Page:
Hurricanes increase the sales of Pop Tarts! | DMA

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Hurricanes increase the sales of Pop Tarts!


Have you ever considered that external factors such as the weather can have an impact on your email marketing? It may seem obvious but a recent talk by Return Path’s Guy Hanson at the Festival of Marketing Awards explained some of the less predictable effects…

When hurricane Charlie hit the United States this year, Walmart noticed some significant patterns in the sales of certain products – they wanted to uncover insights to help them with future sales strategies.

It was discovered that pop tarts sales during hurricane Charlie increased by 15%. We can only guess that this was seen as a convenient comfort food! This allowed Walmart to increase stock on these types of products next time a Hurricane warning was issued, in turn increasing sales.

Hanson’s team have discovered some further interesting trends in consumer behaviour. For example, as temperatures rise, fewer marketing emails are read and more people unsubscribe or hit spam. In colder weather, opens increase – so retailers need to be creative and savvy with their online selling, adapting the focus of their product offering as the weather changes.

And it’s not just weather that affects marketing strategies. There is also a strong linear correlation between earnings and open rates. The more you earn the more likely you are to open an email ‘selling goods’. In addition payday i.e. end of the month will help increase opens – all good points to bear in mind when sending out email campaigns.

One of the most interesting factors Hanson highlighted was not to underestimate the influence of external sentiments and how this can provide opportunities. During the most recent rounds of tube strikes, clever businesses such as taxis, restaurants (offering 2-4-1s), and grocers (dine-in meals) utilised targeted timely email campaigns that played to the mood of the public.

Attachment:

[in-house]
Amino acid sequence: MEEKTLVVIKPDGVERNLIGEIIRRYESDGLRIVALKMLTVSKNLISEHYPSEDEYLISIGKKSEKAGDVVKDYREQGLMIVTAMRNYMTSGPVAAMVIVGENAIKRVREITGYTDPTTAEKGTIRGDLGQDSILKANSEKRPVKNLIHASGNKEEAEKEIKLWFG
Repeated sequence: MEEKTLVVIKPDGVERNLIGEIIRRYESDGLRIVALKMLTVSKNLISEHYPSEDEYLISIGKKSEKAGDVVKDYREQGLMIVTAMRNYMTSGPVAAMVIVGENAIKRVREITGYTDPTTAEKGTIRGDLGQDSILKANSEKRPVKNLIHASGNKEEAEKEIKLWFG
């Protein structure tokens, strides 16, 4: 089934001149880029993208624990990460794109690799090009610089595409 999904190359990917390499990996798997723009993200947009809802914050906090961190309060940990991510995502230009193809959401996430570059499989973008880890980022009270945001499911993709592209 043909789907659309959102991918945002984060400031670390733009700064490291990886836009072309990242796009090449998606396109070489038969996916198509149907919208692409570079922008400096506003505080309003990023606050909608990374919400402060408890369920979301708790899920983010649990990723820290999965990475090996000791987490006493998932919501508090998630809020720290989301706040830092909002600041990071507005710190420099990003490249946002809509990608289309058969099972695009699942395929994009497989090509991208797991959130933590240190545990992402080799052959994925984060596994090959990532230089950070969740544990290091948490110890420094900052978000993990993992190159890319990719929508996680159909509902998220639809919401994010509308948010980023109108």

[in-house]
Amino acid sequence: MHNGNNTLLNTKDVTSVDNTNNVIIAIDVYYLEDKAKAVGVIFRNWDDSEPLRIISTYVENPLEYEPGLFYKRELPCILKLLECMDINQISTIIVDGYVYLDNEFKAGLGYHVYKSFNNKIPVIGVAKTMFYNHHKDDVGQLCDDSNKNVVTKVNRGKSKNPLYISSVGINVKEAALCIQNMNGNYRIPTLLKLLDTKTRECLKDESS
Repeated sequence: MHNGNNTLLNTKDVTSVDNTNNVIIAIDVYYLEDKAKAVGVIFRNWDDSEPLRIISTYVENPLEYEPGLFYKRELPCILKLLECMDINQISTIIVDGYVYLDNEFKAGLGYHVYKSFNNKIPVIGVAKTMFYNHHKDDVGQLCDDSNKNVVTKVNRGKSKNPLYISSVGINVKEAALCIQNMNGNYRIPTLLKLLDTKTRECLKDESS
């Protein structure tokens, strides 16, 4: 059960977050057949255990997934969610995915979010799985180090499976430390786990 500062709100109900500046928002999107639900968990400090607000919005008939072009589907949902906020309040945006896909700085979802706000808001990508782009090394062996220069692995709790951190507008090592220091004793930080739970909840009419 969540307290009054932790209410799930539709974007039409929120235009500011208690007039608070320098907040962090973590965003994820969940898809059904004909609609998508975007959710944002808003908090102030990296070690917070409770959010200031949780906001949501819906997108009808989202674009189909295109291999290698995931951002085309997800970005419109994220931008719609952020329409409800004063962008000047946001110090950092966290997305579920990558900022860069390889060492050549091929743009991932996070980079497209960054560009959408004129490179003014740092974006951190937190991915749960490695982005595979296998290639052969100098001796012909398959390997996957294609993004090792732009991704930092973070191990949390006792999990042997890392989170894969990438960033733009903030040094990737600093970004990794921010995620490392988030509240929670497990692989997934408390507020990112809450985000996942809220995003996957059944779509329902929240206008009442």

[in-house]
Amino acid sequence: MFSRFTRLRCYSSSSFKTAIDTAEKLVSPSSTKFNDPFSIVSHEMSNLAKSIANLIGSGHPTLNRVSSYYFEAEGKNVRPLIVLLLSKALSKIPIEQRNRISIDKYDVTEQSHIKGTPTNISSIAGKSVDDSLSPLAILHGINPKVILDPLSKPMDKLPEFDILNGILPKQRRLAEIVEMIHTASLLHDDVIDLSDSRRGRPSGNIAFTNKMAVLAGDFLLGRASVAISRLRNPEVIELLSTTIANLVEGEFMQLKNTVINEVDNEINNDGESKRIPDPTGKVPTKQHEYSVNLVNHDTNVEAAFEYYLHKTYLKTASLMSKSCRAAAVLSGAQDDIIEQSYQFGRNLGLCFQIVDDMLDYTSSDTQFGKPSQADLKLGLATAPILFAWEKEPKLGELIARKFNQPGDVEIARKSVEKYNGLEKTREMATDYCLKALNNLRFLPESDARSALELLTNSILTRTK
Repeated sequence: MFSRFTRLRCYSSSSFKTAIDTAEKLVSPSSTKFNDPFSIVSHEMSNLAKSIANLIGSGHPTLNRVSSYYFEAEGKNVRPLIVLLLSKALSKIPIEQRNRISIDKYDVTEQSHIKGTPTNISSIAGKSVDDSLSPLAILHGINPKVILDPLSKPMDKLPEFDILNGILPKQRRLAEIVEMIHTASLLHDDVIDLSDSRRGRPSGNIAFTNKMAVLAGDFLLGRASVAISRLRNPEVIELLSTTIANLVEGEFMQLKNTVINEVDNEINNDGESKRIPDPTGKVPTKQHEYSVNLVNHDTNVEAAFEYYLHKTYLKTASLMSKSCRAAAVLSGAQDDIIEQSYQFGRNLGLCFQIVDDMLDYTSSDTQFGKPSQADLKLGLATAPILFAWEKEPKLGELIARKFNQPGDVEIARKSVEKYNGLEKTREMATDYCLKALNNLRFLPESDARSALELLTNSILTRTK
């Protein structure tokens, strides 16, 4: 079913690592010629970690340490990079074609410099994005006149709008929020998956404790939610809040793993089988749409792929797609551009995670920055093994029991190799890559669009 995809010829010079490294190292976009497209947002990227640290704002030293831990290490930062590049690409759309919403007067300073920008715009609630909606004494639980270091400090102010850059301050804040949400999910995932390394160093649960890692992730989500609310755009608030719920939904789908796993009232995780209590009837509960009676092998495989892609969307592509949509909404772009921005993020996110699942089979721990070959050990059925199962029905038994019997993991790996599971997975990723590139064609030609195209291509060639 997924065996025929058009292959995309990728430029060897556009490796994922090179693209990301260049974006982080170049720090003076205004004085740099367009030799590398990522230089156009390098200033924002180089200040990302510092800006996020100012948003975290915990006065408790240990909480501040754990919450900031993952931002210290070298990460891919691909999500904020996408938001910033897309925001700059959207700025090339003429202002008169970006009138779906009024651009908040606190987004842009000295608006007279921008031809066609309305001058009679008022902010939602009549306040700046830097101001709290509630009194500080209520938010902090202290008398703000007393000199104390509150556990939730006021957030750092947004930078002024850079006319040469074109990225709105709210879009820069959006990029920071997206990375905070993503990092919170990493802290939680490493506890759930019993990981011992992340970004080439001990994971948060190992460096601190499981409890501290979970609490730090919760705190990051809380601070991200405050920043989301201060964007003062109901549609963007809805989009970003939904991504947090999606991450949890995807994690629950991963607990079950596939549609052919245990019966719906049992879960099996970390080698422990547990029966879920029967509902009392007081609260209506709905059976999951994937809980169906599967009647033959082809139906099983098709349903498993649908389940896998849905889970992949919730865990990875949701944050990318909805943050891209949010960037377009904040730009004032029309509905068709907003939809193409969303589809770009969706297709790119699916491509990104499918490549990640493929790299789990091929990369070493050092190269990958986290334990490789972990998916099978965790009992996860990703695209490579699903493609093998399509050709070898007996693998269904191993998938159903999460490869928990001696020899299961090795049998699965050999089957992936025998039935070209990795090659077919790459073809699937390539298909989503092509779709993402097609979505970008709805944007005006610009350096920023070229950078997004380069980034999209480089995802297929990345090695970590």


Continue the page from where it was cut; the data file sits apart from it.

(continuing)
Current affairs can also play a big role; If a retailer is in the news (and it is positive i.e. John Lewis at Christmas) it can increase open rates. However, bad press can heighten unsubscribes – think Talk Talk and the effect that would have had on consumer sentiment. Those retailers that suffer from fraud can also suffer when people are too nervous to engage.

Hanson recommended a good read - Inside the Nudge Unit - which touches upon how you can use ‘crowd power’ to help conversion. For example, HMRC increased its email opens by 4.5% by including the line ‘9 out of 10 people pay their tax on time’. So how about saying 9 out of 10 people are happy to receive the emails you receive, to help stop those opt outs?

With the above in mind, next time marketers embark on a new email campaign it is well worth thinking of how external factors could build into you strategy and may create better conversions.

Some of this great insight will be covered in the new DMA tracking report, to be published soon – keep your eyes peeled!

Sharon Oliver is Client Services Director at Fieldworks.

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